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Battlefield senior volleyball player Hanna Radhi officially signed a national letter of intent to receive a full-ride athletic scholarship to James Madison University beginning next fall.
Radhi inks deal with JMU
© Gainesville TimesThroughout her high school volleyball career, Hanna Radhi met countless challengers who tested her endurance.
Broad Run always played tough.
Loudoun Valley used to bring it too.
Then, there were perhaps the most fierce competitors of them all:
Black Friday shoppers at Tysons Corner Center.
Like thousands of deal seeker willing to test their collective sanity, the Battlefield senior trekked over to the massive retail outlet mall in McLean on Nov. 23 hoping to score a couple discounts.
Just five days earlier, surrounded by friends and family at home in Gainesville, she officially signed a national letter of intent to receive a full-ride athletic scholarship to James Madison University beginning next fall.
Yet, as this past weekend kicked off, scores of strangers lined up in front of and behind the 6-foot-tall outside hitter during an hour-long wait to check out at the clothing store Express.
Though she wavered at times, Radhi admitted her competitive side won her over.
"I have to get through it!" she recalled thinking during a phone interview that same afternoon.
All kidding aside, Radhi is one of the most relentless athletes to pass through the halls at the Haymarket high school.
An outside hitter, she collected 279 kills during her senior season: 4.5 times as many as her first full varsity year in 2010, according to statistics provided by Maxpreps.com.
Her numbers grew to 210 kills as a junior and her blocks went up per year too: 39, 83 and 108.
In the process, Radhi set four school records and tied BHS volleyball legend Sidney Harbold in career kills.
Meanwhile, her GPA is above a 3.6, right in that B-plus to A-minus range, well above what she needs to maintain her scholarship at JMU.
She verbally committed to the team in Nov. 2011 but put pen to paper just last week.
"The coaches, they're just so great. They're so friendly. It was like a giant family there," said Radhi, explaining why she went with her first-choice school. "They had the whole package for me."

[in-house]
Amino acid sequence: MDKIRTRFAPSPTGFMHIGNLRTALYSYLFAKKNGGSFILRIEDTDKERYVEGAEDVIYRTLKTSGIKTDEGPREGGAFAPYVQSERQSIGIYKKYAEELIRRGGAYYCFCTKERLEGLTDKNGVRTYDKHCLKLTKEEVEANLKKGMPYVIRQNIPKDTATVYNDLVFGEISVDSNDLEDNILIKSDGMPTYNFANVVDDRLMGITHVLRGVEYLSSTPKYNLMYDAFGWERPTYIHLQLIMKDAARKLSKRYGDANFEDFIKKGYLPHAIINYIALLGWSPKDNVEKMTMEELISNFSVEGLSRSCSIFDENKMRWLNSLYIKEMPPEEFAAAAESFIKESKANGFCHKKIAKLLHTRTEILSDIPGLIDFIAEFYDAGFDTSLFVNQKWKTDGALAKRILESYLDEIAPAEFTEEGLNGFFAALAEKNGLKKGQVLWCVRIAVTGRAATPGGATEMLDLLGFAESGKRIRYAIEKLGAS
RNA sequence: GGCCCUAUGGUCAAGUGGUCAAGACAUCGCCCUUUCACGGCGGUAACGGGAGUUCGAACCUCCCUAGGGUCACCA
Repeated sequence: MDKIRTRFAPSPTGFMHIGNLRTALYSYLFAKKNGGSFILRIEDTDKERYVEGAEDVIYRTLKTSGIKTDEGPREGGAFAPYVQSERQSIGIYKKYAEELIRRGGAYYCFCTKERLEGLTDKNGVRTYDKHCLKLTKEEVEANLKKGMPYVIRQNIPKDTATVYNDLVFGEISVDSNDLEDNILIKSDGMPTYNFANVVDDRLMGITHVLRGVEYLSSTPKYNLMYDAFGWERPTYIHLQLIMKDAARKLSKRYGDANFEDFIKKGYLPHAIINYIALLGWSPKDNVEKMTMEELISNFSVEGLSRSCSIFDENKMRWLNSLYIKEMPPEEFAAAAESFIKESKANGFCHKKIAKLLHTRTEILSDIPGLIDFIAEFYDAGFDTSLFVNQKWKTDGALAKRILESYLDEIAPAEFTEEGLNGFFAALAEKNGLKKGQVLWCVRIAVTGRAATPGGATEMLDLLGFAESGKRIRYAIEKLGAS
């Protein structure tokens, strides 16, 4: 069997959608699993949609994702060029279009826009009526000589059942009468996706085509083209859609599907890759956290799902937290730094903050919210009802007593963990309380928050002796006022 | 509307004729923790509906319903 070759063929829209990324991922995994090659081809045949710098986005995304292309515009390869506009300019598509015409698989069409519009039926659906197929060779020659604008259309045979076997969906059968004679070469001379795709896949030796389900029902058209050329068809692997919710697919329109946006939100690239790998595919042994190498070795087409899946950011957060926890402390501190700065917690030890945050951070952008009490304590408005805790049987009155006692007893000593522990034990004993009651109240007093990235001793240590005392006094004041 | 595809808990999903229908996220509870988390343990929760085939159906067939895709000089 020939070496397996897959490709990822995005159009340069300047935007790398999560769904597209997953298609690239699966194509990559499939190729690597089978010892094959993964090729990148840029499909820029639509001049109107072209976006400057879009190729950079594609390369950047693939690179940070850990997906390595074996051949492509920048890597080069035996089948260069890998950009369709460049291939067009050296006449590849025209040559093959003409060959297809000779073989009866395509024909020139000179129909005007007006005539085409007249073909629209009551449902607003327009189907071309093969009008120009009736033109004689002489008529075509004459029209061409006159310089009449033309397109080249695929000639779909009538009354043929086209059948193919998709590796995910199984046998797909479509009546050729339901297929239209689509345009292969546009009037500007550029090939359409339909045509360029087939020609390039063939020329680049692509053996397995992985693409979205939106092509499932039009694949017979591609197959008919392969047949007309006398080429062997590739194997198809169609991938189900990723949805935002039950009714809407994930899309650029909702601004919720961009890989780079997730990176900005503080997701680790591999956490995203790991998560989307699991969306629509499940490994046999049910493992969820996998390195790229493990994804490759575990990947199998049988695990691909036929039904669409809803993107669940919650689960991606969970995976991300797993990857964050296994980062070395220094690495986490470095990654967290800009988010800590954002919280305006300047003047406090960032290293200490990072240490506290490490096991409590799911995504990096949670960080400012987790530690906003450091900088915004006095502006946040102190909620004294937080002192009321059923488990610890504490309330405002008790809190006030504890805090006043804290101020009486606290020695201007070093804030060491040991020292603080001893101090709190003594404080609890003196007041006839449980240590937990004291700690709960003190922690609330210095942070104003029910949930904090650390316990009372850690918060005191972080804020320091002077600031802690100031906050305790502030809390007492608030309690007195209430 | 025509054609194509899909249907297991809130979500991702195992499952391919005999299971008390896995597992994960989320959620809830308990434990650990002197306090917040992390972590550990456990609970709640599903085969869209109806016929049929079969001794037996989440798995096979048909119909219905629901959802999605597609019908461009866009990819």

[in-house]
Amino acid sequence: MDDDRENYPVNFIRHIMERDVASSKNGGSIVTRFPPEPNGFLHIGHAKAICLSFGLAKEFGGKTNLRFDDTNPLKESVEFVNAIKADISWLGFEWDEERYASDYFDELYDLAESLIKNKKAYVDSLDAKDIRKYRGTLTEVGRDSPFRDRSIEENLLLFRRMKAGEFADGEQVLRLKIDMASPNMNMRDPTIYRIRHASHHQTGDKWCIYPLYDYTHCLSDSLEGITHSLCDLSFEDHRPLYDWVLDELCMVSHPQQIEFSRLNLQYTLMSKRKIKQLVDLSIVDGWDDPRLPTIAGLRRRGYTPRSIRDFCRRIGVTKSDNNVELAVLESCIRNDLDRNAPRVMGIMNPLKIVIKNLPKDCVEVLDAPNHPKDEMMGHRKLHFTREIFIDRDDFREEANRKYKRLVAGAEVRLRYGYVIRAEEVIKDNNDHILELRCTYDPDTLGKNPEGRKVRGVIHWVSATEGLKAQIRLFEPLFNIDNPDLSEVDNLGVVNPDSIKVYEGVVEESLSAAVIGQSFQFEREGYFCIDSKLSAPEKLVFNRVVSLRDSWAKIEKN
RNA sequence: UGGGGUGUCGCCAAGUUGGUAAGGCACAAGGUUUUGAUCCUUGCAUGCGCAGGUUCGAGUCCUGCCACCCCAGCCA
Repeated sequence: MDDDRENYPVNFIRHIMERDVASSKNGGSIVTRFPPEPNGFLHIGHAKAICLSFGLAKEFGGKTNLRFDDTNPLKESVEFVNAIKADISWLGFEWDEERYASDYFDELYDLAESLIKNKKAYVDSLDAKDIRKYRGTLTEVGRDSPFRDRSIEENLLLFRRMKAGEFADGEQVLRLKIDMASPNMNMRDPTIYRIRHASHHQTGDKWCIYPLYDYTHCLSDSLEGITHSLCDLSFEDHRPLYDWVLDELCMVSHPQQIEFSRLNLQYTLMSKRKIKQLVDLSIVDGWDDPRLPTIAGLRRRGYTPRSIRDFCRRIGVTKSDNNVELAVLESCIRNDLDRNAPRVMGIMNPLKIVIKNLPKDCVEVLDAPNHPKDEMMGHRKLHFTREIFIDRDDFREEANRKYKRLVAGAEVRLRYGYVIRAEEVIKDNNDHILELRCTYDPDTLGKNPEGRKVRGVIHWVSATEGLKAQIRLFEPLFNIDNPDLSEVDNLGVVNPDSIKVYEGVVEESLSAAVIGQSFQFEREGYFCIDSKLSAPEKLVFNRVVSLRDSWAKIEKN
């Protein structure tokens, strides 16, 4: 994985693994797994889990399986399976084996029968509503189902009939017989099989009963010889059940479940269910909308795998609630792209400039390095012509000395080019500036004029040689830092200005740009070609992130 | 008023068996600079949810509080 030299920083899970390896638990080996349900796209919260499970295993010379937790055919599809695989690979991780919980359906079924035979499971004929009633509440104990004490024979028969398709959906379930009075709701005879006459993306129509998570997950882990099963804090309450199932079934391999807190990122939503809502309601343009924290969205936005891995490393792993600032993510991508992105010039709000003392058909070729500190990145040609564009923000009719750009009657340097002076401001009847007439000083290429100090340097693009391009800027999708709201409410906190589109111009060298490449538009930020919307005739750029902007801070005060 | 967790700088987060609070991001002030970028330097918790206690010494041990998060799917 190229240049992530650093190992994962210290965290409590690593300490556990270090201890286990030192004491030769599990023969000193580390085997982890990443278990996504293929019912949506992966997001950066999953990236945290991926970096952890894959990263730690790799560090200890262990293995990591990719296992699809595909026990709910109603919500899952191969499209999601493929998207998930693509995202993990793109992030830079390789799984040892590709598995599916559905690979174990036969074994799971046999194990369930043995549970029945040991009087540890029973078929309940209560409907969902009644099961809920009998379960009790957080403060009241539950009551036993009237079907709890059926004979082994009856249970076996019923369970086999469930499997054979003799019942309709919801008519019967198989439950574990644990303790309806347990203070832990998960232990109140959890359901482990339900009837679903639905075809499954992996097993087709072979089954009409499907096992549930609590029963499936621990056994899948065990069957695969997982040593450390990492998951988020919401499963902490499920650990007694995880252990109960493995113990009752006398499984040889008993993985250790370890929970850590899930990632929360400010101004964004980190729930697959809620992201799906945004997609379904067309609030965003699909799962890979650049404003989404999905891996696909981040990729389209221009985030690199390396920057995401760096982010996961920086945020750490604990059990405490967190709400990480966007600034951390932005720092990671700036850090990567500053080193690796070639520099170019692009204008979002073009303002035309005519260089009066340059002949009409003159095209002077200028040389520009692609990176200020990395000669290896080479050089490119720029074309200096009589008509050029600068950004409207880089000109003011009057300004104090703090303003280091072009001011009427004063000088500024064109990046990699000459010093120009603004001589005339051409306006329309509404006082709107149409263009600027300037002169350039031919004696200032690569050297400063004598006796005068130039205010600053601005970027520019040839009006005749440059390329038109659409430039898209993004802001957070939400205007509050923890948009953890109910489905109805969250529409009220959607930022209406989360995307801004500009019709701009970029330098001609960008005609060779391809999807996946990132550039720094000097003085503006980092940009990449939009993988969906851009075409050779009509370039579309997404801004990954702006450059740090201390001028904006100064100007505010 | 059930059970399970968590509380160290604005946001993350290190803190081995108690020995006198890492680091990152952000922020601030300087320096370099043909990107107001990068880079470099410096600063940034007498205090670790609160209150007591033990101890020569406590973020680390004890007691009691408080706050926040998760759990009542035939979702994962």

Battlefield head coach Chris Lem routinely praised Radhi during this past season, bestowing three Player of the Match honors to her despite a season that put the Bobcats as a team at 9-15 overall (7-3 in the Cedar Run District).
"On senior night, Hanna Radhi had 3 aces, 24 kills, 7 blocks, and 1 dig. Get ready JMU to have one of our best players in school history, and our first (NCAA) D-I player ever," reported Lem after the Bobcats' 3-1 win over Patriot on Oct. 25.
Less than a month earlier, during a 3-2 loss against Freedom, Lem announced that Radhi "delivered a new school record 28 kills" in one match, breaking alumna Kelly Milione's team record of 23 kills.
Meanwhile, the power hitter also collected seven blocks, and four digs "in front of a crowd which included JMU's assistant coach."
That coach, Casey Steinbrecher, also witnessed Radhi at her best when the Bobcats battled back from an 0-2 deficit against Tuscarora to win 3-2.
"We just totally changed the atmosphere," she said. "We (were) doing it for each other."
According to Radhi, Lem and the JMU head coach Lauren Steinbrecher share a similar quality in that they're "very encouraging."
"The whole team is just so friendly," she said about her soon-to-be college squad.
What she noticed about the Dukes group is that the atmosphere they create on the court is an electric one built around team unity during intense, fast-paced matches.
"They use that and they take all the energy and excitement and they work it into how they play," said Radhi.
This season, the Dukes ended up 13-16, falling in the Colonial Athletic Association semi-finals to Delaware.
Radhi is due to enter the program with her experience as an outside hitter at a time when JMU is losing one of its most prolific players in the same position, senior Danielle Erb, who recorded 13 kills and 16 digs during the team's final game.
While she is planning to major in health sciences so she may perhaps pursue a career in physical therapy, Radhi mentioned that while it would be nice to play in the Olympics, her focus is strictly on the upcoming task at hand.
"My goal," said Radhi, "is just to go to JMU and be the best player I can be and give them my all and see where it takes me."